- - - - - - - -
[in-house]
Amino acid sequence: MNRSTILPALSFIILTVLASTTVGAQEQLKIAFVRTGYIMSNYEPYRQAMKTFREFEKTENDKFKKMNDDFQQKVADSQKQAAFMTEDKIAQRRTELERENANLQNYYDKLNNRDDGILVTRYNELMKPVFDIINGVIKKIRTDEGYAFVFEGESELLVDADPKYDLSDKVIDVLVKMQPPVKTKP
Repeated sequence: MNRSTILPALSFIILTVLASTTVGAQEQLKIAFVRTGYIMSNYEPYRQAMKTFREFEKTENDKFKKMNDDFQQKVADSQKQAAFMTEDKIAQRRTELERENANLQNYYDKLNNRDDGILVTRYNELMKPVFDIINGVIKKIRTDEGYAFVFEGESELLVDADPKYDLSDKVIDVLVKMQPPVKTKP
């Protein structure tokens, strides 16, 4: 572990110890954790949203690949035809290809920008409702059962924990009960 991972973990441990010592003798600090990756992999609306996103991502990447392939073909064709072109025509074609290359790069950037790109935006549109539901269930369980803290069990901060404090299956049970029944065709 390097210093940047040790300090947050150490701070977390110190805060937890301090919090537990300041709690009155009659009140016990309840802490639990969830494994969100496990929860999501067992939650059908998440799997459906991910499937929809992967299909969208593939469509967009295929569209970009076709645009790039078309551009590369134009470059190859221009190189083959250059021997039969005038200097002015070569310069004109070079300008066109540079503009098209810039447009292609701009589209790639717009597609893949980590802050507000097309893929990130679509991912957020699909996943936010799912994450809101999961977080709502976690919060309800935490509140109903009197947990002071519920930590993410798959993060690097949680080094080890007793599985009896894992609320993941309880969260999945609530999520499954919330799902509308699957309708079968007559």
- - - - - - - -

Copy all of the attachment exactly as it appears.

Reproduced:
[in-house]
Amino acid sequence: MNRSTILPALSFIILTVLASTTVGAQEQLKIAFVRTGYIMSNYEPYRQAMKTFREFEKTENDKFKKMNDDFQQKVADSQKQAAFMTEDKIAQRRTELERENANLQNYYDKLNNRDDGILVTRYNELMKPVFDIINGVIKKIRTDEGYAFVFEGESELLVDADPKYDLSDKVIDVLVKMQPPVKTKP
Repeated sequence: MNRSTILPALSFIILTVLASTTVGAQEQLKIAFVRTGYIMSNYEPYRQAMKTFREFEKTENDKFKKMNDDFQQKVADSQKQAAFMTEDKIAQRRTELERENANLQNYYDKLNNRDDGILVTRYNELMKPVFDIINGVIKKIRTDEGYAFVFEGESELLVDADPKYDLSDKVIDVLVKMQPPVKTKP
């Protein structure tokens, strides 16, 4: 572990110890954790949203690949035809290809920008409702059962924990009960 991972973990441990010592003798600090990756992999609306996103991502990447392939073909064709072109025509074609290359790069950037790109935006549109539901269930369980803290069990901060404090299956049970029944065709 390097210093940047040790300090947050150490701070977390110190805060937890301090919090537990300041709690009155009659009140016990309840802490639990969830494994969100496990929860999501067992939650059908998440799997459906991910499937929809992967299909969208593939469509967009295929569209970009076709645009790039078309551009590369134009470059190859221009190189083959250059021997039969005038200097002015070569310069004109070079300008066109540079503009098209810039447009292609701009589209790639717009597609893949980590802050507000097309893929990130679509991912957020699909996943936010799912994450809101999961977080709502976690919060309800935490509140109903009197947990002071519920930590993410798959993060690097949680080094080890007793599985009896894992609320993941309880969260999945609530999520499954919330799902509308699957309708079968007559």